I've followed this subject for at least a year -- almost since the initial publication of the article by Mr. Carr
in the Harvard Business review (HBR). And as you suggest, I don't take it personally, though I think perhaps Mr. Carr is taking the responses (especially criticisms) personally; and he should. But, I believe that is the price he should pay, and he should remember that he has achieved what (I believe) was his intent. Consider the 'history' of Mr. Carr and the "doesn't matter" issue. What experience does Mr. Carr have to establish his credibility? Check his bio on his own Web site, and you'll learn that his perception (and likely also the limit to his understanding) of "information" is that of a journalist. Note that he provides no details regarding the focus or areas of his major for either his B.A. or M.A. degree. However, those degrees do by their types imply that neither was at all related to computers or information systems/technology. Clearly it was his editorial positions, where he likely "read about IT," that gave him the access and opportunity to HBR to have the article published. I suspect were he not already "in that crowd," albeit as an editor rather than someone with experience in the IT industry, HBR may very well have rejected his article submission.
What has Mr. Carr accomplished? The answer might also provide some indication of his real intent and expectations. He wrote an article that was then published under the auspices (and credibility) of HBR. As expected it was controversial which served to bring him much notoriety -- and certainly didn't hurt HBR when they charged $4-6 per reprint. No doubt the controversy has been a boon to Mr. Carr's opportunity for speaking engagements, and of course, has also provided the opportunity for him to write a book. Was there anything particularly scholarly about his article? Was it well researched? Were the 'facts' he claimed as support for his argument(s) accurate? Has he added anything to the "IT" industry's knowledge on either a theoretical or tangible basis? I think most 'educated', knowledgeable individuals would answer 'NO' to all of these questions. BUT... he has made a lot of money, made a "name" for himself, and he was able to accomplish these things without the time and effort required by the rigor of a Doctoral degree program or paying the dues of experience.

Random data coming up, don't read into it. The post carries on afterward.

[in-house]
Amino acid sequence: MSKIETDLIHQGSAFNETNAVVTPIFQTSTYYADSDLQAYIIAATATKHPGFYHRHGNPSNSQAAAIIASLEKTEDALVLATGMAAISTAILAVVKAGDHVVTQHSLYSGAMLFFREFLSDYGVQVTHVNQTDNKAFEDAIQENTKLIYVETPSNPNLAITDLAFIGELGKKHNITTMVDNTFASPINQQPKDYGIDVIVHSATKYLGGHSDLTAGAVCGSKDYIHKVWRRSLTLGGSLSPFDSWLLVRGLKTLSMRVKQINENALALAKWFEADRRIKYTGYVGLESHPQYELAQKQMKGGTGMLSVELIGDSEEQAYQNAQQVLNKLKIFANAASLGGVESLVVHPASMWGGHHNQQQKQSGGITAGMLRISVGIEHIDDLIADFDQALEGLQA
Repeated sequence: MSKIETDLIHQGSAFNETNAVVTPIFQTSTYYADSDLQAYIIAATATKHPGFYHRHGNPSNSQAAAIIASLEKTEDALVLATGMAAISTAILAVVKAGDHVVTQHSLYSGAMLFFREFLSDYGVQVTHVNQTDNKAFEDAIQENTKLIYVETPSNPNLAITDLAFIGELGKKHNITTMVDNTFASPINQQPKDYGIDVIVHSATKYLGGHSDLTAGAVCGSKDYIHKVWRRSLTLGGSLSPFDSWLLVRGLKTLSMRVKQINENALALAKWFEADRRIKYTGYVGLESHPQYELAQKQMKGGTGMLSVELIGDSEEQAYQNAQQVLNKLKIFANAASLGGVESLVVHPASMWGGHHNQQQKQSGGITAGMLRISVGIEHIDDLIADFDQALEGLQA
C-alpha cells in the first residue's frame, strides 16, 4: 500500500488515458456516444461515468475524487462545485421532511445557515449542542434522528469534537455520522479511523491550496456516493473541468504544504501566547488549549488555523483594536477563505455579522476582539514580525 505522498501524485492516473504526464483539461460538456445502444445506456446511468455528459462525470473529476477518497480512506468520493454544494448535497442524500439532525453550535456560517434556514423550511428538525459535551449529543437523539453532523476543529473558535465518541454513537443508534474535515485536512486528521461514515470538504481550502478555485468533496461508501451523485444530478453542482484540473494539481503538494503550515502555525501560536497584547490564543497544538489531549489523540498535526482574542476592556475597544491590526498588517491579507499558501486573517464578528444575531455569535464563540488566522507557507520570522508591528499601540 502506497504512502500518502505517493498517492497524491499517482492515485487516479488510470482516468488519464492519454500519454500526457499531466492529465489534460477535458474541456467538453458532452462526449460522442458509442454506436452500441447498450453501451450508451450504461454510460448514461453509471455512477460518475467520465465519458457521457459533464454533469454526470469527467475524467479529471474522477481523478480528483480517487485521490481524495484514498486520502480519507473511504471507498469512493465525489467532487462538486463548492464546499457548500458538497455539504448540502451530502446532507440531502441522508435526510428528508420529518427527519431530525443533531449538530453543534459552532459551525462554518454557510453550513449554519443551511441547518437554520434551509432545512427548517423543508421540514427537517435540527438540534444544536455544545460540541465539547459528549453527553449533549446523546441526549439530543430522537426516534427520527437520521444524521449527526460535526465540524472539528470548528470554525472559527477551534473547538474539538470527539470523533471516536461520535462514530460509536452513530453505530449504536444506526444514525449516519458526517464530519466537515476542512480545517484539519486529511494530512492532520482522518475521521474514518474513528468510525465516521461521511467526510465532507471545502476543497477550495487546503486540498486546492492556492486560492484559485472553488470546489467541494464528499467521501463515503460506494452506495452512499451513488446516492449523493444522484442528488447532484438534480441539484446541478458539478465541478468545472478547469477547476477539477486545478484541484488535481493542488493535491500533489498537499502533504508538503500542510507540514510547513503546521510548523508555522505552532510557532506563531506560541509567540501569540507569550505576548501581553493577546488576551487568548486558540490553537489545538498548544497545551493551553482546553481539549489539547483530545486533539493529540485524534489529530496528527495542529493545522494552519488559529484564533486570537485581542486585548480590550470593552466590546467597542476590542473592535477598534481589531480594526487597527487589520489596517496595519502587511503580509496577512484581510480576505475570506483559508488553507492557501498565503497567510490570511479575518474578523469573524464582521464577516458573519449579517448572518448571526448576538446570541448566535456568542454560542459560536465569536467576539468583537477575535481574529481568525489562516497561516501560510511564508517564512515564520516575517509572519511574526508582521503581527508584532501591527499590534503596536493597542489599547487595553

Now Mr. Carr says he was "misinterpreted." No, he was not. He displayed his ignorance by painting the entire computer-based information industry with a very broad brush that he labeled "IT." As his critics continue to very clearly point out the errors, which are quite numerous, he has had the opportunity to gain a bit of education about the subject areas he professed to know 'something' about. No doubt he is more than happy to continue the controversy, back and forth. The longer he can sustain it, the longer someone will pay him a fee for a speaking engagement, or maybe by his pathetically short book. I for one, will not even though it has a comparably low cost with or without any discounts.
As to proving him wrong, it has already been done, repeatedly. Those of us in the IT/IS industry know how inept Mr. Carr's perspective is, and this is well-documented on numerous Web sites. It has been well and thoroughly debunked. His projections of what a CIO's role and functions will simply be the next round of controversy (and profits for Mr. Carr) for those who either also "don't get it" and bother to imply he has much credibility by bothering to give him any (undeserved) attention. Our best course of action would be to simply dismiss him from any further consideration. This would shut off to the charlatan any further ill-gotten gains.